Welcome to Quick Lit, where we share short and sweet book reviews of what we’ve been reading lately. Jump in anytime and share yours: write about your recent reads on your blog or on your Instagram account, and leave the link in the comments section.
This month I’m continuing to read advance review copies for the Summer Reading Guide, which is only a month away now. But I’ve learned that I can’t only read brand new books or I’ll lose my mind, which is why you’ll see an assortment in today’s book list.
I enjoy Kleon's work—especially his weekly newsletter—so I picked up his brand-new release to tangibly support what he's doing when I popped into Rainy Day Books in the Kansas City area earlier this month. After reading his blog posts about the process for well over a year, I enjoyed reading the finished product, in just one sitting. The creative life (or any other kind of life) can be a slog sometimes, and I found Kleon's advice for carrying on to be fun, pithy, and practical. He has a gift for stating familiar ideas in fresh and unexpected ways: "you can be woke without waking to the news", "sleep tidies the brain," "the demons hate fresh air." More info →
I read this book as a sort of homework assignment: the author was coming to my church to speak, I'm on the committee, and I read only because I wanted to be prepared. And then I couldn't put it down. Despite the "reconstruction" referenced in the title, I was surprised to find this book to be a thorough history lesson. Wilson-Hartgrove, a white minister serving in a historically black church in Durham, NC, discusses the Christian religion, the New South, America's racial divide, and politics. The history is uglier than I knew, with Wilson-Hartgrove's portraying too many professed Christians who knew “how to worship Jesus on Easter Sunday morning and stamp out ‘Negro rule’ in the afternoon.” The current situation remains bleak, yet Wilson-Hartgrove insists that to remain hopeful, it's necessary to both take a long view and take action to right the unjust systems of this world. I'll be thinking about this book for a long time. More info →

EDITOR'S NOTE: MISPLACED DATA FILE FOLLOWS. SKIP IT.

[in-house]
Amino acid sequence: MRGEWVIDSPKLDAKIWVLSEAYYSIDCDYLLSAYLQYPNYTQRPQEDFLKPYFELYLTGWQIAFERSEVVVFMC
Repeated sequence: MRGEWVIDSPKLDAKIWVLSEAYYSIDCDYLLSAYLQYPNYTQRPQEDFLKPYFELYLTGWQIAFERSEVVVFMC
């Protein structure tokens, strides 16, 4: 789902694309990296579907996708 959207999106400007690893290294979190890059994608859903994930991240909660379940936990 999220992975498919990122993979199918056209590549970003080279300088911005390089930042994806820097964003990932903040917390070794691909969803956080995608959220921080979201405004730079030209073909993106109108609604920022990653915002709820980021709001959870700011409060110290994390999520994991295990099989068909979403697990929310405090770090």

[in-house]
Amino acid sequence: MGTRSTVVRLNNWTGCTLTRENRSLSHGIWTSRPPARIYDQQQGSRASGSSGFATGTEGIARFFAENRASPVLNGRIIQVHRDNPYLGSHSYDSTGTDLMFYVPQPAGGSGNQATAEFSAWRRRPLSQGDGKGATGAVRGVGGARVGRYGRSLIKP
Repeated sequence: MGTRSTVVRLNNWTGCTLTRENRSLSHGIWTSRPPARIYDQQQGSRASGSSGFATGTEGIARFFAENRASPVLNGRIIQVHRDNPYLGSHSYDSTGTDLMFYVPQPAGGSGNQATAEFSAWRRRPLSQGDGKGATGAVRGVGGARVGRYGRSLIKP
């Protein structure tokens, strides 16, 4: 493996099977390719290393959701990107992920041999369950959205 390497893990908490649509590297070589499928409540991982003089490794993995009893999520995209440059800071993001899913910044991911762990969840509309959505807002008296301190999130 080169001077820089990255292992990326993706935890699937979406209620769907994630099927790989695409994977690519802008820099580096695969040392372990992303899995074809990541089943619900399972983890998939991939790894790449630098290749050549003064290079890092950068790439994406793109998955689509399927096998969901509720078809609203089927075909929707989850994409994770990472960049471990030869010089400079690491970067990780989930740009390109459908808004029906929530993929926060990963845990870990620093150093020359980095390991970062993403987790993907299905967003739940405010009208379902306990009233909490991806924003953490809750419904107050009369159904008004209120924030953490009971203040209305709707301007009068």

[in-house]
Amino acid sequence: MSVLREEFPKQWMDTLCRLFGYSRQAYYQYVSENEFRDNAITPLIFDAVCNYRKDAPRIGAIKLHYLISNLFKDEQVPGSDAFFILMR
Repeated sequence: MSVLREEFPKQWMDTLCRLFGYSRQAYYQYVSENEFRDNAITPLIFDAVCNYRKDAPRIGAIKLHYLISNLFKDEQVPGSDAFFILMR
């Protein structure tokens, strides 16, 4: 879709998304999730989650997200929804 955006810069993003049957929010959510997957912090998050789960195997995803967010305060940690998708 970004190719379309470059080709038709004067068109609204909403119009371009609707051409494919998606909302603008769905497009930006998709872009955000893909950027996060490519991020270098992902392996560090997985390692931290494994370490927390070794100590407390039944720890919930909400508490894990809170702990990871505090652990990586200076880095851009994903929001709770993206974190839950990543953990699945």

They say write what you know, and Claire Gibson has done just that with her debut. Born and raised at the U.S. Military Academy, she is intimately familiar with that life and West Point's tight-knit community. Beyond the Point follows the lives of three female cadets, from their school years at West Point in the 1990s, and then as their assignments take them around the world and away from each other. I appreciate how this book combines elements that we don't expect to go together, but in Gibson's hands, of course they do: women's fiction + a military setting; the power of female friendship + the soldier's life. I was happy to see this chosen as a Book of the Month selection for April. More info →
I enjoy the genre sometimes dubbed fi-sci: fiction steeped in the world of science, and Freudenberger's new release takes place largely in the theoretical physics department of MIT. Helen is a physicist whose professional life is on track: her work on five-dimensional spacetime and black holes has earned her worldwide acclaim. But her personal life is thrown into disarray when she receives word that her best friend has unexpectedly died. I especially enjoyed the subtly-drawn parallels between quantum physics and complex personal relationships. I recommended this book on Episode 177 of What Should I Read Next ("When your reading life is a roller coaster") for its compassionate portrayal of living with chronic illness (lupus). The title comes from an Auden poem: "For time is inches / And the heart's changes / Where ghost has haunted / Lost and wanted." More info →
What have you been reading lately? Tell us all about it in comments or share a link in the comments section to your blog or instagram.